This article was originally published by Ensia.
The Osa Peninsula on Costa Rica’s west coast occupies just 0.001 percent of the planet’s surface area, yet is home to an estimated 2.5 percent of all the biodiversity in the world. Inhabited by jaguar, tapir and close to 400 species of birds, the forests here — and others like them around the world — combat biodiversity loss and play a key role in capturing carbon and fighting climate change.
Importantly, recent research shows, such benefits come not only from keeping forests standing, but also from regrowing degraded and secondary forests. In this vein, the Osa Peninsula region has become internationally recognized for showing how financial incentives can lead to landscape restoration and protection, while also creating jobs and supporting rural economies.
“For us it has been important because before, we protected [the forests], we looked after them, but we didn’t receive anything for it,” says Lineth Picado Mena, a rural farmer living on the peninsula and participant in the government’s Payments for Environmental Services (PES) program. “Now we can support ourselves with what we have.”
Previously, Picado explains, other farmers in the region cleared forests to plant crops or to create pastures for cattle. Now, Picado earns $58 per hectare per year for having reforested her land, agreeing to keep 75 percent of her 48-hectare (119-acre) property conserved as forest. These funds help her family survive and maintain the farm, while using the remaining portion of the property to raise cattle and grow crops.
“This is a paradise for us … that’s why visitors come and visit,” Picado says.
“When [landowners] are conserving forests, they stop generating income from agriculture, livestock and other things. That economic sacrifice is what in economics we call externalities,” says Carlos Muñoz-Piña, an economist with the World Resources Institute (WRI) who has worked for more than a decade on environmental economic incentives. “It is something that generates a benefit for the rest of the world … that is not recognized by the market.”
By paying landowners for ecosystem services, the government incentivizes them to conserve the environment, Muñoz-Piña says. That counteracts the market forces that put pressure on landowners to convert tropical forests to farmland or other land uses.
In Costa Rica, the PES program’s annual budget is between $20 million and $25 million, of which 92 percent is funded from a sales tax on fossil fuels, while nearly six percent comes from water usage fees. This allocation is fixed and provides assurance that funds will be available each year. The remaining amount is collected through various government initiatives, such as carbon credits and public-private partnerships. In the future, with the transition to more renewables, biodiversity credits and carbon credits from, say, private companies or international climate funds could make up more of the mix. The program, which is administered by the environmental ministry’s Forestry Financing Fund (FONAFIFO), is credited with turning Costa Rica’s deforestation rate from one of the highest in the world to a net reforestation.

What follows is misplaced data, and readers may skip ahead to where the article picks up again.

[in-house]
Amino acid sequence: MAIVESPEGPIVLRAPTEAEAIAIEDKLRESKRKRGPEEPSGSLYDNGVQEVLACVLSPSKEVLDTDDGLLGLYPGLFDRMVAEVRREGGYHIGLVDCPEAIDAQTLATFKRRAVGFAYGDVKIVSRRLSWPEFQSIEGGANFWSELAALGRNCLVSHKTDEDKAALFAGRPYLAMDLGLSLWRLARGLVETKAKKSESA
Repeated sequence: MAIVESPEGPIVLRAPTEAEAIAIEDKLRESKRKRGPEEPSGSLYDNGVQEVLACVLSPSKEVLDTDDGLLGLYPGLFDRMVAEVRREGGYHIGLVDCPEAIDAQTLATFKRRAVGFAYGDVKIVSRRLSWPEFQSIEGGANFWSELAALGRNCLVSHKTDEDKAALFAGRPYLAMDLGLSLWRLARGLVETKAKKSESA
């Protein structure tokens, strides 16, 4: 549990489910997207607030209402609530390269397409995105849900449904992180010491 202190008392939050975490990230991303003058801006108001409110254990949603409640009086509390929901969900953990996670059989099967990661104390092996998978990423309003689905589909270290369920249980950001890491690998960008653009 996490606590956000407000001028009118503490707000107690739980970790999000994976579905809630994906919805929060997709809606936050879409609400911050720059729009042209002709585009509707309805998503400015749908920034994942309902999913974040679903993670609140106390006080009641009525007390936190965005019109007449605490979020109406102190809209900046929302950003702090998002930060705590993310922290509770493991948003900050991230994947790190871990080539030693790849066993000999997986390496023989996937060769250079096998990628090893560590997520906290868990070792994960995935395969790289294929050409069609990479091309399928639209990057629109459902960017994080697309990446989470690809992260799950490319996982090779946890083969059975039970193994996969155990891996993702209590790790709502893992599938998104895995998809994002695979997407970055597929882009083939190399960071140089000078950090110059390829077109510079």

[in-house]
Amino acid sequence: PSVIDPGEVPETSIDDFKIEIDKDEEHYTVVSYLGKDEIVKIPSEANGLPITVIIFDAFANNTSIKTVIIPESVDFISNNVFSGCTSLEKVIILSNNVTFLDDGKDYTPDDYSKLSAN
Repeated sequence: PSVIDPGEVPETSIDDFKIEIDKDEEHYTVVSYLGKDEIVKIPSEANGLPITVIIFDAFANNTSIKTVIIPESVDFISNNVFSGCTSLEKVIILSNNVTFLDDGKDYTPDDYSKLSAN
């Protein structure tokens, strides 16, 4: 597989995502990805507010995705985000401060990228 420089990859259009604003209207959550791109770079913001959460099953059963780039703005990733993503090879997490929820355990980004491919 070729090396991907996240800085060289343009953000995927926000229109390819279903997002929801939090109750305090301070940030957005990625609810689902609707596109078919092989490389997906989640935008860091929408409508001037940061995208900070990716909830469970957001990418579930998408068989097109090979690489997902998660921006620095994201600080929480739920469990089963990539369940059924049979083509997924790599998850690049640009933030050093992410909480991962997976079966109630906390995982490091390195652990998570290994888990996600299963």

Gilmar Navarrete Chacón, FONAFIFO’s director for environmental services, says that since its inception about a quarter of a century ago, the fund has protected 1.3 million hectares (3.2 million acres) of forest and formalized more than 19,000 contracts with landowners. Currently it is actively working with 350,000 hectares (865,000 acres) and about 5,500 landowners.
“The most striking thing for me is the way in which Costa Ricans have appropriated the program,” says Navarrete. “Above all, farm owners have truly understood that there is a greater value beyond cutting the wood and selling it — that rather there is more value in having the trees, taking care of the ecosystems, being able to provide these environmental services and obtaining a good financial income for the work they are doing.”
Guatemala is also considered a world leader in sustainable forestry. This rainforest-rich Central American country has forest conservation, plantation and silvopastoral programs that have been operating for over 20 years. More recently, it began implementing land restoration programs.
The country has two programs, PROBOSQUE, which works with 6,000 landowners — those who have a land title — and PINPEP, which works with 54,000 landholders — those who don’t have a land title. (In many areas in Latin America, farmers who move from one region to another, often to escape violence or conflict, may occupy a piece of land, sometimes for generations, without having a title. Many governments are in the process of formalizing occupation, but this can be a lengthy process. Programs like PINPEP become a means to involve them and their lands in conservation work without formal documents proving ownership.) Together, the programs incentivize the protection of more than 320,000 hectares (790,700 acres) of forest, explains Ciriaco Antonio Urrutia Lemus, who previously served as climate change director in Guatemala’s environment and natural resources ministry. Depending on the type of program, contracts with landholders can last between 5 and 10 years and pay $380 per hectare per year.